Call the local schools and business to see if you can drop some off for the faculties and employees! Go through your telephone book to jog your mind as to where you might drop some off…call ahead and ask!
Every place that you see people visiting, place a brochure or two or three or four, as anyone of those people might be the person who life you save because you took that time to share this information!

“Call Your Local Media”
Call your local newspaper and offer to share your walk with ARD, be it your own or a
loved one! Check with your local radio stations, many have “guest spots” in which
persons from the community are invited to share their stories or interests, etc!
Call your local media and tell them that you’re willing to share your story with them as
“September 23rd is ARD AWARENESS Day!”

“Contact Your Government Officials”
Mail the ARD Brochure and any other ARD material, including your personal ARD story or a loved one’s, story to your local, state and national government representatives!
Include the
“New York, Louisiana, Wisconsin, Massachusetts and Ohio ARD Resolutions”
Ask YOUR STATE ASSEMBLY Representative to create similar documents for
YOUR state!
Do it for yourself, your fellow ARD sufferers in your state and do it from within the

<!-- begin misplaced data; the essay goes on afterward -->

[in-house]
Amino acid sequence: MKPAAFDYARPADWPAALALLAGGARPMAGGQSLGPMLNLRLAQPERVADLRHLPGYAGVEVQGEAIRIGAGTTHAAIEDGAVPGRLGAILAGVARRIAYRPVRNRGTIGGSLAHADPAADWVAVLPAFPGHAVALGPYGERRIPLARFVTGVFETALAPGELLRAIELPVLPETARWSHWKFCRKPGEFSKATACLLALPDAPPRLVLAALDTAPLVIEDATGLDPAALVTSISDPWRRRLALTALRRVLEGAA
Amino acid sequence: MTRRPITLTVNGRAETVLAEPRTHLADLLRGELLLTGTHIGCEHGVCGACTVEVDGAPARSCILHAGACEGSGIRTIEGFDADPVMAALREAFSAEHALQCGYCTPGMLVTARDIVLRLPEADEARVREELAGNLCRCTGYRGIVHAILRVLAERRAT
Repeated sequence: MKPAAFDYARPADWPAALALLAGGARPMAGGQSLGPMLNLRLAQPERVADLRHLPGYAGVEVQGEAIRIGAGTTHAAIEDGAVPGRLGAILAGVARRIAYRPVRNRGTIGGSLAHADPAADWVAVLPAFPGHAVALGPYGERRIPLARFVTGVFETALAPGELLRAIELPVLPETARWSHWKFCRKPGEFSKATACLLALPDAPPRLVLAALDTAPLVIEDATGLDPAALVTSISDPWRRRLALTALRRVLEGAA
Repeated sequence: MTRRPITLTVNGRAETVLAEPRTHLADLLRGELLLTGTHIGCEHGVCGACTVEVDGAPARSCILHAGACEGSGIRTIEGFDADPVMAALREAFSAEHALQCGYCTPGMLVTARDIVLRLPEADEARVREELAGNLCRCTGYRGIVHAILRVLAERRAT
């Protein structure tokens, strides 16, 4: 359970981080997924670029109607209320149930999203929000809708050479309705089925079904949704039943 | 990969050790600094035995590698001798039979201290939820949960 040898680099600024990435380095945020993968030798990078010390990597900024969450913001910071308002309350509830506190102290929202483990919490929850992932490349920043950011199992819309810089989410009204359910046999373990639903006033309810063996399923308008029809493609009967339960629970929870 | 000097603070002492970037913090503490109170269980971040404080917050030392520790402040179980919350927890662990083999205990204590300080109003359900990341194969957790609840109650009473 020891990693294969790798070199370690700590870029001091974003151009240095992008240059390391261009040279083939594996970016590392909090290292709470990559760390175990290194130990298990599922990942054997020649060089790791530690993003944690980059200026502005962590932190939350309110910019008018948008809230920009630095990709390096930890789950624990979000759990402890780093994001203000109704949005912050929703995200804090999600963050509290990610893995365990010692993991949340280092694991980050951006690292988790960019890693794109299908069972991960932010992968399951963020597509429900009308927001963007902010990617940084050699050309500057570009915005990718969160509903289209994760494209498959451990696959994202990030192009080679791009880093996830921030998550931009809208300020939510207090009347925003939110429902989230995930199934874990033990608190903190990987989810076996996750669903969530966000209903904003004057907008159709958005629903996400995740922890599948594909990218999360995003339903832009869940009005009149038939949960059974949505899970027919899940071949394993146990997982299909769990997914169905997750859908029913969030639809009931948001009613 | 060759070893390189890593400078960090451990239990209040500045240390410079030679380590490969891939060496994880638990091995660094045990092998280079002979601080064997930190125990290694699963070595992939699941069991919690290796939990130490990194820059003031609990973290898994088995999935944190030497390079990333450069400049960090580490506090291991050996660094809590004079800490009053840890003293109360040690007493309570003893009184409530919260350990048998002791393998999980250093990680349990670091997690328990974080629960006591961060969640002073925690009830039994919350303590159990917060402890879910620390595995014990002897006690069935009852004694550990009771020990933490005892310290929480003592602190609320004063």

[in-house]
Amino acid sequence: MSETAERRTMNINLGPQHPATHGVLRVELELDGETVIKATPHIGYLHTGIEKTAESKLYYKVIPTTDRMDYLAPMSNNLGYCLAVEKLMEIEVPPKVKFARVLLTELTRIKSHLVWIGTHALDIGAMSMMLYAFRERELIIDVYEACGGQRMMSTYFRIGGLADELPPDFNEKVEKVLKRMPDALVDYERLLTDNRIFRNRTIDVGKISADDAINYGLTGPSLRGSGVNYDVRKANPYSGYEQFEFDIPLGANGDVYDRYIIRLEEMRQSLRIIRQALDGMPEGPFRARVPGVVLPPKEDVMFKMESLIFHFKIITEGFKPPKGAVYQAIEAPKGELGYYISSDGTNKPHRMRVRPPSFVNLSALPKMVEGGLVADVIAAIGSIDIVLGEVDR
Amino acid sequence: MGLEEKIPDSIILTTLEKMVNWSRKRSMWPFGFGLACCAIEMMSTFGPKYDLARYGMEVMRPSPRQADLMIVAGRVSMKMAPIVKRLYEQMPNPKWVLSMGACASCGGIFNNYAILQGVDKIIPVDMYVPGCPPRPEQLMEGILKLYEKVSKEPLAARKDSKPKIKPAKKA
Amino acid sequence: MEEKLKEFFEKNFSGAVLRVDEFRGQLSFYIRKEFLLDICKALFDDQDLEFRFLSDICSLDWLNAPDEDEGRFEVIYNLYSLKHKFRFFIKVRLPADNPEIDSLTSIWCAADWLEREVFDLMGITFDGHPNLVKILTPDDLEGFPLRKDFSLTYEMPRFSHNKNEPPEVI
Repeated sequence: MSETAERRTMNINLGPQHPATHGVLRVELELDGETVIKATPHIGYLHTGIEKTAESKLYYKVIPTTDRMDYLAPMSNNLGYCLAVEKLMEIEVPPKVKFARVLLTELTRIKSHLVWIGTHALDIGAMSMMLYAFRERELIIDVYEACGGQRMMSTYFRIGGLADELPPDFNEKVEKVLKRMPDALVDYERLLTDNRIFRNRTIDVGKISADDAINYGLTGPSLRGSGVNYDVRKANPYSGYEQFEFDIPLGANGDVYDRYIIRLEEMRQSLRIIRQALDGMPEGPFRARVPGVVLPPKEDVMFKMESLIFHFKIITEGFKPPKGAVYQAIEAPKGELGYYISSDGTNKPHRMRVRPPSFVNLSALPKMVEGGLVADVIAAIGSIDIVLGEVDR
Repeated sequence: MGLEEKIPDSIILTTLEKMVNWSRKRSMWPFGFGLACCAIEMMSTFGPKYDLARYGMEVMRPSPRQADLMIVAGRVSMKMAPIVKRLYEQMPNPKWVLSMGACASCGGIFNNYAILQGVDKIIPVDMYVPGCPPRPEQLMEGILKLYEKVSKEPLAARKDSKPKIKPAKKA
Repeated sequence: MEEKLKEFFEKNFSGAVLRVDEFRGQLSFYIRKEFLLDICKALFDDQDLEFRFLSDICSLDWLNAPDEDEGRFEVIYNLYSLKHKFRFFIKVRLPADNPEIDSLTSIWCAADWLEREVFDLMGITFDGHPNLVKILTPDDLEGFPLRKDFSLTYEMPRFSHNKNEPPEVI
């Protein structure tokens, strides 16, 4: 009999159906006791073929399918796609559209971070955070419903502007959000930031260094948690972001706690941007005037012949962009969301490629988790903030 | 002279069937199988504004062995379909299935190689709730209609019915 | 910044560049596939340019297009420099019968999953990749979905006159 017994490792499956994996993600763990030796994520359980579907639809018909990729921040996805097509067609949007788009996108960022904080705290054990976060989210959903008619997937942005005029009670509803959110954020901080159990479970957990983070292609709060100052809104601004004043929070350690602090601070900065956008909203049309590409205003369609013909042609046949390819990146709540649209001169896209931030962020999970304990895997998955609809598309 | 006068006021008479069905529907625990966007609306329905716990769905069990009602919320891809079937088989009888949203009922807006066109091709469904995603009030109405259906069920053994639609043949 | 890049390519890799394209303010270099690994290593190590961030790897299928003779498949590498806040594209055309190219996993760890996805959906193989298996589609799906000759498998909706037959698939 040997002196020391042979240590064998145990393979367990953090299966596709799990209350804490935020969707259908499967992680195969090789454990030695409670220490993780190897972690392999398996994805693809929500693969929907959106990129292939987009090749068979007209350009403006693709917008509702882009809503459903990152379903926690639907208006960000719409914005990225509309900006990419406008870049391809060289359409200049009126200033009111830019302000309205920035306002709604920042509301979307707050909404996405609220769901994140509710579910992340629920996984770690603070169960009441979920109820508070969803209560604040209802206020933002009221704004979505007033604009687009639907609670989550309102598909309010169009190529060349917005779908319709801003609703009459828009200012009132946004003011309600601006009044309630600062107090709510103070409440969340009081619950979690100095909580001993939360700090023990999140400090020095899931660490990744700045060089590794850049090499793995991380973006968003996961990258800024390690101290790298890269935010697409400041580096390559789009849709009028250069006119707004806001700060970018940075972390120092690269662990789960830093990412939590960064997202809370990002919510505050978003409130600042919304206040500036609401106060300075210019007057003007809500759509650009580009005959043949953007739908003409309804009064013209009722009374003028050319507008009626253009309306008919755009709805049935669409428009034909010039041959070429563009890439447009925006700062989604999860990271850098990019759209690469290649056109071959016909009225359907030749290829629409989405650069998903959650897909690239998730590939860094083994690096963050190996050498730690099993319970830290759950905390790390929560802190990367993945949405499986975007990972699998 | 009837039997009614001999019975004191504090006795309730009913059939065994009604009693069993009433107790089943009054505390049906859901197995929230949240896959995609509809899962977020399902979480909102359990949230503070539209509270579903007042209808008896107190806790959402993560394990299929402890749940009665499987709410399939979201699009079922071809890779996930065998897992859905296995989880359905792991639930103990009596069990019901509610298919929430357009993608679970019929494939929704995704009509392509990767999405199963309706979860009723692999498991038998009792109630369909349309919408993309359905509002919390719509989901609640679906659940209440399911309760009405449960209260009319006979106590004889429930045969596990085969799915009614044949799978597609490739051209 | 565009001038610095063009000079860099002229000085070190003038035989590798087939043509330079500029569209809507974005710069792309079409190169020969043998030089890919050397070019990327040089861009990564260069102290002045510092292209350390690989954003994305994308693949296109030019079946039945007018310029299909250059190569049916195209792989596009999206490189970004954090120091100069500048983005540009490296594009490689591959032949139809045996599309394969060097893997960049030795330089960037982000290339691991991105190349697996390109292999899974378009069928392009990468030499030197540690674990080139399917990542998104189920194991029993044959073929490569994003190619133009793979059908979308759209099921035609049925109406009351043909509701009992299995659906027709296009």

You can find these resolutions the protocol outlined in the:
International Adhesion Society:
IAS Campaigns & Projects( )
Adhesion Information Site( )
Or simply ask for step by step instruction in the
ARDvark Forum( )

or click links below for fast access

New York | Louisiana | Wisconsin | Massachusetts | Ohio |
New Jersey | Pennsylvania | Minnesota

Be sure to tell your government officials that…
“September 23rd is ARD AWARENESS Day!”

The “Governmental Recognition” protocol was written by:
Augusta Sisler “World Adhesion Foundation”( )
 Beverly J. Doucette “Adhesion Information Site” ( )

Please see

Dawn Rose“ARD Interactive Site”( )
And it ALL began with:
Dr. David Wiseman Ph.D., M.R.Pharm.S.
International Adhesion Society 

Wednesday, September 21, 2011

Karen trying to corner the market on ARD

It appears that Karen Steward will do anything to sell her "ARD Product" line to make a buck off the pain and suffering of those who are already used and abused far to often! Karen speaks out of two sides of her mouth when it comes to ARD. One side she gets your sympathy as one who has suffered the worst of ARD, and out of the other side, Karen is hawking, "BUY MY STUFF" and "LOOK AT ME!"